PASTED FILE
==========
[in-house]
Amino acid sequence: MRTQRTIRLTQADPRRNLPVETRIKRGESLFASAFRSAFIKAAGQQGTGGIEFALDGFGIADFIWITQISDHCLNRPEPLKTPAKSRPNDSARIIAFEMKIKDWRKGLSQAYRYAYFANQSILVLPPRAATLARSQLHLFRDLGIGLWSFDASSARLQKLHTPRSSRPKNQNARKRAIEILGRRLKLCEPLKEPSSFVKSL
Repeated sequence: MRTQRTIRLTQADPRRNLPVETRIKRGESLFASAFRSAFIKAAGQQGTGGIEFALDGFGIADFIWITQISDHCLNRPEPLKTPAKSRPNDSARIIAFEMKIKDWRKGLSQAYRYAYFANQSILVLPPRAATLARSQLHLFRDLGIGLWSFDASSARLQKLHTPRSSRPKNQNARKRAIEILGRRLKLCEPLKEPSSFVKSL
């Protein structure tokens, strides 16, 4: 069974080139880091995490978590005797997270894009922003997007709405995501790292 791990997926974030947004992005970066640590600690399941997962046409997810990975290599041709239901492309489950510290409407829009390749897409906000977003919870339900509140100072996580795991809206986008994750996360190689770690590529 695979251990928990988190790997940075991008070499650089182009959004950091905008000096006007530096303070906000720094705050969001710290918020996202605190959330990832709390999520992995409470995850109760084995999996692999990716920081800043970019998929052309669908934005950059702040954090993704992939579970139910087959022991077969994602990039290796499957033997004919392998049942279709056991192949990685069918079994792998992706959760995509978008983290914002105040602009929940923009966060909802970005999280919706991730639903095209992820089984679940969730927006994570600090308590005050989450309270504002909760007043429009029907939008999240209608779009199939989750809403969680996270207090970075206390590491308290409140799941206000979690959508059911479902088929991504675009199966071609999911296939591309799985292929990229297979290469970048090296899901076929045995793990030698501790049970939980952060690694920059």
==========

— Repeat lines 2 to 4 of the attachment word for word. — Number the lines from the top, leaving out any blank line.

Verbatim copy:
Amino acid sequence: MRTQRTIRLTQADPRRNLPVETRIKRGESLFASAFRSAFIKAAGQQGTGGIEFALDGFGIADFIWITQISDHCLNRPEPLKTPAKSRPNDSARIIAFEMKIKDWRKGLSQAYRYAYFANQSILVLPPRAATLARSQLHLFRDLGIGLWSFDASSARLQKLHTPRSSRPKNQNARKRAIEILGRRLKLCEPLKEPSSFVKSL
Repeated sequence: MRTQRTIRLTQADPRRNLPVETRIKRGESLFASAFRSAFIKAAGQQGTGGIEFALDGFGIADFIWITQISDHCLNRPEPLKTPAKSRPNDSARIIAFEMKIKDWRKGLSQAYRYAYFANQSILVLPPRAATLARSQLHLFRDLGIGLWSFDASSARLQKLHTPRSSRPKNQNARKRAIEILGRRLKLCEPLKEPSSFVKSL
């Protein structure tokens, strides 16, 4: 069974080139880091995490978590005797997270894009922003997007709405995501790292 791990997926974030947004992005970066640590600690399941997962046409997810990975290599041709239901492309489950510290409407829009390749897409906000977003919870339900509140100072996580795991809206986008994750996360190689770690590529 695979251990928990988190790997940075991008070499650089182009959004950091905008000096006007530096303070906000720094705050969001710290918020996202605190959330990832709390999520992995409470995850109760084995999996692999990716920081800043970019998929052309669908934005950059702040954090993704992939579970139910087959022991077969994602990039290796499957033997004919392998049942279709056991192949990685069918079994792998992706959760995509978008983290914002105040602009929940923009966060909802970005999280919706991730639903095209992820089984679940969730927006994570600090308590005050989450309270504002909760007043429009029907939008999240209608779009199939989750809403969680996270207090970075206390590491308290409140799941206000979690959508059911479902088929991504675009199966071609999911296939591309799985292929990229297979290469970048090296899901076929045995793990030698501790049970939980952060690694920059």